Science of Mom reader Roxanne left a comment on my post about the recent peanut allergy study. She wondered about starting solid foods with her 4-month-old baby boy:
“Do you have an opinion on starting solids at 4 months versus 6 months? I noticed that many of the studies on allergy include babies in the 4-6 month range, but I think that the current recommendation is to wait until 6 months. I ask because my baby WILL NOT drink out of a bottle while I’m at work. He is miserable all day. I’m only gone 8-3 including travel time, so if he could just get a little something at 11am, I think he might actually nap and not cry all day. We have tried everything. If you know of any studies please let me know. He is 18 weeks old.”
I totally understand Roxanne’s confusion, because there’s lots of conflicting advice on this topic. This is a question that I tackled in-depth in my book (due out in July!), but I wanted to offer some of this information on my blog as well.
Let’s start by getting our terminology straight.
Starting solids is just the beginning of a slow transition from an exclusive milk diet to a diet of table foods. In some countries, this is also called “weaning,” which is confusing since the same term means stopping milk feeding in the U.S. (i.e. weaning from breastfeeding, weaning from a bottle). “Complementary feeding” is often used in the research and public health worlds. This is an apt term, because the goal with feeding solids to babies is to complement breast milk or formula, which will continue to provide most of babies’ calories through at least the end of the first year.
What is the history of starting solids?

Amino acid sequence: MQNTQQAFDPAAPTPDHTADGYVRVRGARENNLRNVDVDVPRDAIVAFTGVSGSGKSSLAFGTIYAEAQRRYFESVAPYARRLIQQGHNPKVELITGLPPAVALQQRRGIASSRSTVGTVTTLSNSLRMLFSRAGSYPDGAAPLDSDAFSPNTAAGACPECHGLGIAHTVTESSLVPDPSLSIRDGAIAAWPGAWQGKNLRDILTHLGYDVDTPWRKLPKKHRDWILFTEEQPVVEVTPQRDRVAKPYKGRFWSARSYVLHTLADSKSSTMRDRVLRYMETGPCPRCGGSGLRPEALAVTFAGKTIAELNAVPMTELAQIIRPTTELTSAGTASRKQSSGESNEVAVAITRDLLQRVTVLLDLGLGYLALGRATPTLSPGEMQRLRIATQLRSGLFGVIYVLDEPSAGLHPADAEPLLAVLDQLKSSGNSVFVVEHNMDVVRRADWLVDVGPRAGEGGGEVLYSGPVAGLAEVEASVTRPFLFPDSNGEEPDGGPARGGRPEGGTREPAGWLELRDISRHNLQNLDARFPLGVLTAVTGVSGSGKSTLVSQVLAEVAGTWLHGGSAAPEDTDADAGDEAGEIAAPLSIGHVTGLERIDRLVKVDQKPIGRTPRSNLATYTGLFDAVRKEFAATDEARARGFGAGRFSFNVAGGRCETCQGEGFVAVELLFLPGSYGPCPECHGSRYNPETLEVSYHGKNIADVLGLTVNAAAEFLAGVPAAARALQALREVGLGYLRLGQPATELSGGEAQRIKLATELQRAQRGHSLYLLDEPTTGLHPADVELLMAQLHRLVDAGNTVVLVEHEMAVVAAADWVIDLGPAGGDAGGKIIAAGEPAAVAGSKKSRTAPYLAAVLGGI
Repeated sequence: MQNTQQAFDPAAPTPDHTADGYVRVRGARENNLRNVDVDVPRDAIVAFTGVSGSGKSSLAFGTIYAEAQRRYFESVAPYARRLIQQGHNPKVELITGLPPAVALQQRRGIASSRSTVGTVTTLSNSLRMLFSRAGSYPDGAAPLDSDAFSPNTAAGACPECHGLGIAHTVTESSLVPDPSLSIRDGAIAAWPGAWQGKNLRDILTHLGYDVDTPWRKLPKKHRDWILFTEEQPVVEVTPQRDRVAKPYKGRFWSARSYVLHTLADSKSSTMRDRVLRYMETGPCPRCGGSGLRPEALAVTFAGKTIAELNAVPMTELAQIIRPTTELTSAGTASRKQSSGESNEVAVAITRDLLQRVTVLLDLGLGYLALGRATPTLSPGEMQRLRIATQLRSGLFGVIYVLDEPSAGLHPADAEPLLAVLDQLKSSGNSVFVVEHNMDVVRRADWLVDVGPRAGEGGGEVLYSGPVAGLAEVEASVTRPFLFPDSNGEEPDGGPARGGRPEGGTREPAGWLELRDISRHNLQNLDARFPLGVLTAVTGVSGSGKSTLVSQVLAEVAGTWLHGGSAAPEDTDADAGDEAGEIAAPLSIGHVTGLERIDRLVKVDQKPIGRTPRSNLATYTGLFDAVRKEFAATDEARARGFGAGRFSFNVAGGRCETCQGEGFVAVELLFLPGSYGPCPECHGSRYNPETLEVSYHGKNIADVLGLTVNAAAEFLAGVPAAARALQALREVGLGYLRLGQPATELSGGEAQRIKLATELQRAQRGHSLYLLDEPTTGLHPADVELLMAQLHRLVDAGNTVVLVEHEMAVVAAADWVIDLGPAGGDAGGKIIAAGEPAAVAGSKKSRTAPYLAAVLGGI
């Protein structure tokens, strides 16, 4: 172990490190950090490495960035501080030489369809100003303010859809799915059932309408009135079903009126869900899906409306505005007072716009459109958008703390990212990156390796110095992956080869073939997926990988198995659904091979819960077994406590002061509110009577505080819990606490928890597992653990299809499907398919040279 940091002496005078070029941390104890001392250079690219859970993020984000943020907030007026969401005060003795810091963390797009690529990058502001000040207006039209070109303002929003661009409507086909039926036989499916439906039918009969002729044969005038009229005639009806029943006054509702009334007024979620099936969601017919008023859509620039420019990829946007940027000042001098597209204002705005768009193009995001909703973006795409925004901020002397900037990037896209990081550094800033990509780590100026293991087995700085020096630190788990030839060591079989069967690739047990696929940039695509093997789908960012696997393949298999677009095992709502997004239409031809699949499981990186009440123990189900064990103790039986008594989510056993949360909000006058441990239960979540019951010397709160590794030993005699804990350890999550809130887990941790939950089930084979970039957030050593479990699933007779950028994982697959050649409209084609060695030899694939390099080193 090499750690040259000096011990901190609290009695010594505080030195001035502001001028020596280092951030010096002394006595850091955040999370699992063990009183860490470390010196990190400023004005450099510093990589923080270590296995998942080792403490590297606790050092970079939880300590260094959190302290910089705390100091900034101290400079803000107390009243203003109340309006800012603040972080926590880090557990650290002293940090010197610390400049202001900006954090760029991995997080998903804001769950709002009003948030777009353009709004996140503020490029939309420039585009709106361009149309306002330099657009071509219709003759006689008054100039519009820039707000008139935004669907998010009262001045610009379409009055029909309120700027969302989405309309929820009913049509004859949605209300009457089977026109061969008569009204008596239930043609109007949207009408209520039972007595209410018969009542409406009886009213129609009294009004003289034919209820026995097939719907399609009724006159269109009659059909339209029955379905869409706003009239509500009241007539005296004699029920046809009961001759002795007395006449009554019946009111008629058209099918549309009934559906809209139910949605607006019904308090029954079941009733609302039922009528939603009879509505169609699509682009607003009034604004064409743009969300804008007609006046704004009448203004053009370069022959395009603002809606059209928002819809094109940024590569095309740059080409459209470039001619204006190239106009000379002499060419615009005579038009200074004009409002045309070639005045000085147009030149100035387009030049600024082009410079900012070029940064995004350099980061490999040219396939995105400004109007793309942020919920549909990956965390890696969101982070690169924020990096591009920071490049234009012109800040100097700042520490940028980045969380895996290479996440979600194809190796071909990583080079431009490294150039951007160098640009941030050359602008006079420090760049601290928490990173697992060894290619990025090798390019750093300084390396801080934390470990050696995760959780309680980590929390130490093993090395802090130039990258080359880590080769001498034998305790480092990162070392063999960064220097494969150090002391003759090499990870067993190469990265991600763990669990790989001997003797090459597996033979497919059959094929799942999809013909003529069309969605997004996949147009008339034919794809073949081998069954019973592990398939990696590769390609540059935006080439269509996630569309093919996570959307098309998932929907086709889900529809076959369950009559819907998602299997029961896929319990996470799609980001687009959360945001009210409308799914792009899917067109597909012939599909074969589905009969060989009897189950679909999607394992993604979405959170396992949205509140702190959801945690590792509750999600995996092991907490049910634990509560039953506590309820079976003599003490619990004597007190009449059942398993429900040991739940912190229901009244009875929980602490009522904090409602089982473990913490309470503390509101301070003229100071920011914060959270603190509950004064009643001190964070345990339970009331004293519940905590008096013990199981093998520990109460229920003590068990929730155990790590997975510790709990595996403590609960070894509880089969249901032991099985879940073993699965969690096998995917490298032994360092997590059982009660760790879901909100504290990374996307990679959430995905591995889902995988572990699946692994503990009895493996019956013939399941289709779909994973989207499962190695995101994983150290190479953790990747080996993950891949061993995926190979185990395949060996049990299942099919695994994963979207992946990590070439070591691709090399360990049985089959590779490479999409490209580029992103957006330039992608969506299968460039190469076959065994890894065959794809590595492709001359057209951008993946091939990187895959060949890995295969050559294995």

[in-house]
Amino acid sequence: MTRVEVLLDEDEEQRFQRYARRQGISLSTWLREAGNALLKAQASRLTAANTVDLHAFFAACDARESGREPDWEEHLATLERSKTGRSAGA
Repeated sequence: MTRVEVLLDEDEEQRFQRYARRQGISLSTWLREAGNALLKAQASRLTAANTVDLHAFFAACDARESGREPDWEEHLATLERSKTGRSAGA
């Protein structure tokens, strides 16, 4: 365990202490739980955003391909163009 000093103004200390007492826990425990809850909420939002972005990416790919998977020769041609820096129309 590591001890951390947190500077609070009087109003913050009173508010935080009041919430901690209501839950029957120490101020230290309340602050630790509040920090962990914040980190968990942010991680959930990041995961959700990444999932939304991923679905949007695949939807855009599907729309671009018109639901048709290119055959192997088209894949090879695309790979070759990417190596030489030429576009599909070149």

There is a common assumption that longer exclusive breastfeeding – and longer delay in starting solids foods – must be more natural, and hence, healthier. But looking at traditional human cultures, with no access to commercial baby food, modern pediatricians, or divisive Internet forums, can give us valuable perspective on what is “natural.” A survey of childbirth and breastfeeding practices in 186 non-industrial cultures reported that solid foods were routinely introduced before 6 months, a finding that surprised the author:
“Contrary to the expectation of a prolonged period of breast-milk as the sole source of infant nutrition, solid foods were introduced before one month of age in one-third of the cultures, at between one and six months in another third, and was postponed more than six months for only one-third.”1
A more recent cross-cultural analysis of 113 nonindustrial populations from around the world found that parenting introduced solid foods before 6 months in more than half, with 5-6 months being the most common time for introduction.2
Human diets and infant care practices vary tremendously around the world, so it’s impossible to say if starting solids at 4 months or 6 months is more natural. As to which is healthier – well, that’s where we need to look at the science.
What is the official advice about starting solid foods?
Public health and professional organizations fall into two camps when it comes to recommendations about solids foods: they either recommend starting between 4 and 6 months OR at 6 months. There are well-respected organizations on both sides. Continue reading